UDL and Inclusive practices

Ralabate_UDL-is-not-a-checklist

A few years ago, I had the privilege of attending a wonderful PL session given by an Ontario teacher on full-day kindergarten. Her name was Jane and she came very heavily accredited — an author, a professor, an advocate, a doctorate, and 20 years experience teaching. She spoke to the group of about 200 NL teachers about kindergarten and about what the full-day should look like once it was implemented. She encouraged us to provide more choice throughout the day and to work harder to connect with parents and children.  Near the end of her talk, she said something that has stuck in my mind ever since. I can’t quote her exactly, but it was along these lines:

“I can’t exactly tell you what to do every day in your classroom. You’ll have to try new things and rethink many of the practices you have, whether or not they are actually beneficial for children. But here’s what your goal should be:  EVERY child should have a GOOD day at school.”

The last sentence was what caused me to re-evaluate some of the things I had been doing.  I needed to start looking at things from the child’s perspective. I knew there were children in my class that were not having a good day at school most days.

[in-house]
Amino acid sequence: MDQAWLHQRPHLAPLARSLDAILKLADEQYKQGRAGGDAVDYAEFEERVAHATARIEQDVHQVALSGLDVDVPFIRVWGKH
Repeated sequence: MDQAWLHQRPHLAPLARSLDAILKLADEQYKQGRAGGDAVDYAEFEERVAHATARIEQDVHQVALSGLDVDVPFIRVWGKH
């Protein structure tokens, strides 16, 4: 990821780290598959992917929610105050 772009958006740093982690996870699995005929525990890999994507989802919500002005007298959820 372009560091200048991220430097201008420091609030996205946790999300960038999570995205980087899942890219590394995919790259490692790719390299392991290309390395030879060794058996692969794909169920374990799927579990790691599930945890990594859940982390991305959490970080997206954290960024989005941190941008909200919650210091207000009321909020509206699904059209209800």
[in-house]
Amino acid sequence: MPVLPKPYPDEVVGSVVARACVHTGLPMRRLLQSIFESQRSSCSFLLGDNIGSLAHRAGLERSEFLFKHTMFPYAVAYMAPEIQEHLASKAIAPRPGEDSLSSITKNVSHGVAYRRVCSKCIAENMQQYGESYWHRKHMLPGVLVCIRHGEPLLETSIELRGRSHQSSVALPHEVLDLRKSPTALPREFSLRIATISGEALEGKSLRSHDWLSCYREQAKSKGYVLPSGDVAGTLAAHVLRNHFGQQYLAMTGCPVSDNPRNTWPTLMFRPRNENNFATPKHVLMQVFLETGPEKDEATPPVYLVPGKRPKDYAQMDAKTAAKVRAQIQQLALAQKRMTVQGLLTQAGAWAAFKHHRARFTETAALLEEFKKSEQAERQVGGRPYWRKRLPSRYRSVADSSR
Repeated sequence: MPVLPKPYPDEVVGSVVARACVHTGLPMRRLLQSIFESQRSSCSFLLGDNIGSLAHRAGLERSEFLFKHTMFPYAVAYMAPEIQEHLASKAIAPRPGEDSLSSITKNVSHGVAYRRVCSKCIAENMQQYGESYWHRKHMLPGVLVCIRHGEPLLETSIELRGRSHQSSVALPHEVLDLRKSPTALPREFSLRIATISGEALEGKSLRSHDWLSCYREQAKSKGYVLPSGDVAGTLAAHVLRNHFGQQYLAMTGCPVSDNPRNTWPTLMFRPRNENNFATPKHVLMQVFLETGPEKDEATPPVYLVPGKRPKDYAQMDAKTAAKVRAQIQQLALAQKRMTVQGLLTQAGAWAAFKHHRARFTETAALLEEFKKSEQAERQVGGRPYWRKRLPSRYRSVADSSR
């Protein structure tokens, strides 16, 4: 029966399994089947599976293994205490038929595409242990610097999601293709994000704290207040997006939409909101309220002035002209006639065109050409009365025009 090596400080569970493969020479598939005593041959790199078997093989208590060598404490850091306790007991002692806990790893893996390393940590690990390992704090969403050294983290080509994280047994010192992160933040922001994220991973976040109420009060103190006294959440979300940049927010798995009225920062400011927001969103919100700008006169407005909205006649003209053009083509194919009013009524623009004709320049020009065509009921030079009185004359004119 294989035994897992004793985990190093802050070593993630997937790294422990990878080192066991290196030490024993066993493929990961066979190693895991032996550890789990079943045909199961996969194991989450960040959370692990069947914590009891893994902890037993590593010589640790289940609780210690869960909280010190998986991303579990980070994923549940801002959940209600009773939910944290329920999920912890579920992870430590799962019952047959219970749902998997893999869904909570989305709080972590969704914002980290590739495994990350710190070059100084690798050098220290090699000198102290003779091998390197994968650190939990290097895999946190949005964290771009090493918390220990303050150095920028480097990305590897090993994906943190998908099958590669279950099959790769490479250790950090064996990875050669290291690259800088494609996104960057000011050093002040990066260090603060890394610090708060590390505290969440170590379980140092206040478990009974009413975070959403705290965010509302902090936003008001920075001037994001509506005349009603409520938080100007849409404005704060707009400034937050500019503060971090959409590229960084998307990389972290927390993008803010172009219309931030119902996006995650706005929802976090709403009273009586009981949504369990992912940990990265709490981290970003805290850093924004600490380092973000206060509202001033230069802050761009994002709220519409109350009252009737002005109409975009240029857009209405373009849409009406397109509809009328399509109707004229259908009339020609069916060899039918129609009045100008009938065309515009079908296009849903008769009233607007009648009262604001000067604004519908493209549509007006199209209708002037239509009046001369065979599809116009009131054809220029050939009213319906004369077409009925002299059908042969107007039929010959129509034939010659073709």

Those whole-group lessons and  extrinsic motivation systems that catered to the middle, bored the high-achievers, shamed and disappointed the low-achievers? GONE.

I began to research and use UDL (Universal Design for Learning) along with inclusive education practices. You can watch a short video here  explaining WHY  UDL and inclusive practices are beneficial for ALL students. Shelley talks about changing our aim in her video and my new aim was going to be LEARNING for all, instead of teaching for all.

The way I used to teach was more like “Universal Teaching”.  I would work for hours, planning elaborate lessons that I hoped would produce the end result of everyone learning the same thing at the same time.  My lesson would be SO good that even the most bored or low-achieving child would learn something. And every day, after my GREAT lesson, I would write things in my plan book like “Sam, Bob, Joe, and Timmy– need to reteach. Ashley and Sue — VERY distracted but got it.  Lynn, Howie, Becky –not ready for this concept. Then I would push parts of the lesson ahead to the next day, and the next day, and the next. There never seemed to be enough time to cover the curriculum, I always felt like I was behind. I was unhappy. And the kids weren’t happy either.